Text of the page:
Favorite Feminists for the Very Young

Oh Jezebel, your editors should know by now that if you post anything that involves a list and the word “feminism” – people are going to get into a flame war mighty fast.  Jezebel’s list of 20 Feminist TV Characters prompted a lot of controversy – including a lot of agita over the lack of women of color on the list. Teresa at the Shameless Blog posted on the controversy, and added her own list of favorite women of color on TV.

I started making my own list of characters, when I realized that many of them were, in fact, from my childhood. Children’s TV has an amazing ability to reach and influence a generation (something pointed out in a very good NPR story from a few weeks ago). So why shouldn’t we acknowledge the fictional women who had an influence (however corny) on our young lives?

Elisa Maza – Gargoyles

All these kick-butt gun-toting cops, and not one mention of Elisa Maza?  Holds her own against the enemies of the Gargoyles, and fights against injustice as a NYPD detective. Elisa is also half African American and half Native American.

Moose – Pepper Ann

Did anybody else ever watch Pepper Ann?  The tales of a quirky redheaded middle schooler who tries to do the right thing. . . often involving her younger sister Moose.  Moose had a low husky voice, short hair, and wore pretty much whatever the guys wore on the show.  Moose might be one of the non-traditional girl cartoons I can think of (even more so than Ashley Spinelli of Recess).

Alex Mack – The Secret World of Alex Mack

Good grief did I love this show. Alex Mack gets covered in chemical ooze, then discovers she has superpowers. Never explicitly feminist, Alex Mack does solve her own problems and deal with the trials of being a teenager without slipping into sad cliches. Also, she can turn into a puddle of goo.

Kate Monday – Mathnet (Square One)

How could I forget Kate Monday? Probably the closest thing that the under 13 set had to a Dana Scully, Kate Monday uses math to solve crimes with her partner, George Frankly. “My name is Monday. I’m a Mathematician.”

The Chief – Where in the World is Carmen Sandiego?

It’s mighty tempting to list the double-dealing diva with a taste for thievery – but instead I’ll give credit to Lynne Thigpen’s amazing Chief, who managed to educate and entertain while spitting out tongue-twisters at a Sondheim-esque pace. Do it Rockapella!

(thanks to Sarah for all her input!)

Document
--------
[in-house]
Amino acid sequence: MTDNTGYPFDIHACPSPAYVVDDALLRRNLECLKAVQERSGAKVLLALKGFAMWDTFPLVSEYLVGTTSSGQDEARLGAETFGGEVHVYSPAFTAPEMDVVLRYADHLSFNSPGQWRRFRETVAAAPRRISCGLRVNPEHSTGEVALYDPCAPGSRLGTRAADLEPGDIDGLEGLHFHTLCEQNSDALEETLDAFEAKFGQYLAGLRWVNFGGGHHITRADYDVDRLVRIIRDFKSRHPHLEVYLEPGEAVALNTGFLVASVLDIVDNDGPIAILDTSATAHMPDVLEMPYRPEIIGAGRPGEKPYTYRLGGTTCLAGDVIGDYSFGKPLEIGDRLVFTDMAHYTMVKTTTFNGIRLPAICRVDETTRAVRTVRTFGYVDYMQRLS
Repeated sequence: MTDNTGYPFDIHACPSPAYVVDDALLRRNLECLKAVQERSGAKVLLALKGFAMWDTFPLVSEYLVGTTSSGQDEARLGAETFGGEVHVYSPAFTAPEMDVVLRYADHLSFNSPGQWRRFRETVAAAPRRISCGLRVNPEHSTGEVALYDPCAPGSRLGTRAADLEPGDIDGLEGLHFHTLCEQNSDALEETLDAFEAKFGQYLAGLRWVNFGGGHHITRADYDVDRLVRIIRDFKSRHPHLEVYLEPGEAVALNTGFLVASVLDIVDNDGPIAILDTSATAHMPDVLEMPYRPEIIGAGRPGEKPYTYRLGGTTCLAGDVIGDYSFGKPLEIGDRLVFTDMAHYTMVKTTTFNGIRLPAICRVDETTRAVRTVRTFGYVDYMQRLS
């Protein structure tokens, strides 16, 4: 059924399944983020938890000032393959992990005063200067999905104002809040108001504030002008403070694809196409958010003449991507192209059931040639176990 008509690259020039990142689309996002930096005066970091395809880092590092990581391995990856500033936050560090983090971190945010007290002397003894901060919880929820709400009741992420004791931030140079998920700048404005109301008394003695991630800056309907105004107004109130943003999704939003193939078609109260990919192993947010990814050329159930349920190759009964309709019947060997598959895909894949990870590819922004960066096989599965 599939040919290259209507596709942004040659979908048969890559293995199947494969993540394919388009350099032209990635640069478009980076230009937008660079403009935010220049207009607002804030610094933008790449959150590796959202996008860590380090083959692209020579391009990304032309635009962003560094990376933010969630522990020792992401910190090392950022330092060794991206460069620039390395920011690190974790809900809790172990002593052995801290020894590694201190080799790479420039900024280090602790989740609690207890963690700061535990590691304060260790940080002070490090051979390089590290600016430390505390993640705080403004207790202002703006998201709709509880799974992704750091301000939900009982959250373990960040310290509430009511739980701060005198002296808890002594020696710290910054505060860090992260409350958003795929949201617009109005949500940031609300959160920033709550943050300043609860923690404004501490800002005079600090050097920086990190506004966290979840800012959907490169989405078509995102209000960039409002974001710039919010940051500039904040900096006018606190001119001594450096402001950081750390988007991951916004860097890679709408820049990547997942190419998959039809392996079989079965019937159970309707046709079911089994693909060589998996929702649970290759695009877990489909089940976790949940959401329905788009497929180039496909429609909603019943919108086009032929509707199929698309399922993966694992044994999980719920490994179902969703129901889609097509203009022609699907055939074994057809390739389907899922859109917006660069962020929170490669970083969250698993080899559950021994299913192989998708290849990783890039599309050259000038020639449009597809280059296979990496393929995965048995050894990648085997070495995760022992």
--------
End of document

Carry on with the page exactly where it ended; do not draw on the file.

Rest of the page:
The Bechdel Rule (AKA Ripley’s Rule)

Like every other media-and-pop-culture-obsessed feminist out there, I’m wondering why I hadn’t already heard of the “Bechdel Rule” (also known as Ripley’s Rule, the Bechdel/Wallace Rule, or any number of other variations the internet has yet to confuse us with). Kudos to my housemate and her friend for explaining it:

Back in the day, Alison Bechdel made a cartoon in which a character won’t see a movie unless it:

1) Has two women in it
2) They talk to each other
3) About something other than a man

Just recently, the NPR blog picked up on this phenomenally simple, phenomenally telling way of classifying movies and tv. Since some folks at NPR put the story on the radio, everyone’s been buzzing about Bechdel.

If you want a more personal account of how the Bechdel Rule plays into screenwriting, I suggest this post from a former UCLA film student.

I’m more interested in the way that the Bechdel Rule creates a measure of how woman-y a movie or TV show is across genres. It doesn’t specify whether the women are talking about destroying aliens (which is where the “Ripley” reference comes from) or about the perils of balancing children and a career. Of course, this is not a perfect measure – I think that there’s room in this world for all kinds of movies and all kinds of audiences – but I think the Bechdel rule helps me articulate why I feel warm or cool toward a certain piece of fiction (e.g. Buffy the Vampire Slayer v. Angel).

Katee Sackhoff and Mary McDonnell Image from KWC’s PhotostreamRemarkably, despite what NPR blogger Neda Ulaby says about science fiction being the “traditional fortress of geek-maledom,” modern science fiction shows pass the Bechdel test at a pretty decent rate. Even shows that sexualize their female characters (say, Battlestar or Star Trek: Voyager) actually give them lots of scenes to talk to each other about things other than men. Weird, isn’t it? Is that because directors are trying to make up for their smart women with some sexiness? Or is it because the ensemble casts now popular with science fiction shows leave enough room for female characters to have a wide range of scenes?

I have also been enjoying this easy-to-read list of Bechdel winners and losers. Are there any movies or tv shows that are surprises? I, for one, am shocked that not a single recent animated Disney movie makes the cut. Who knew?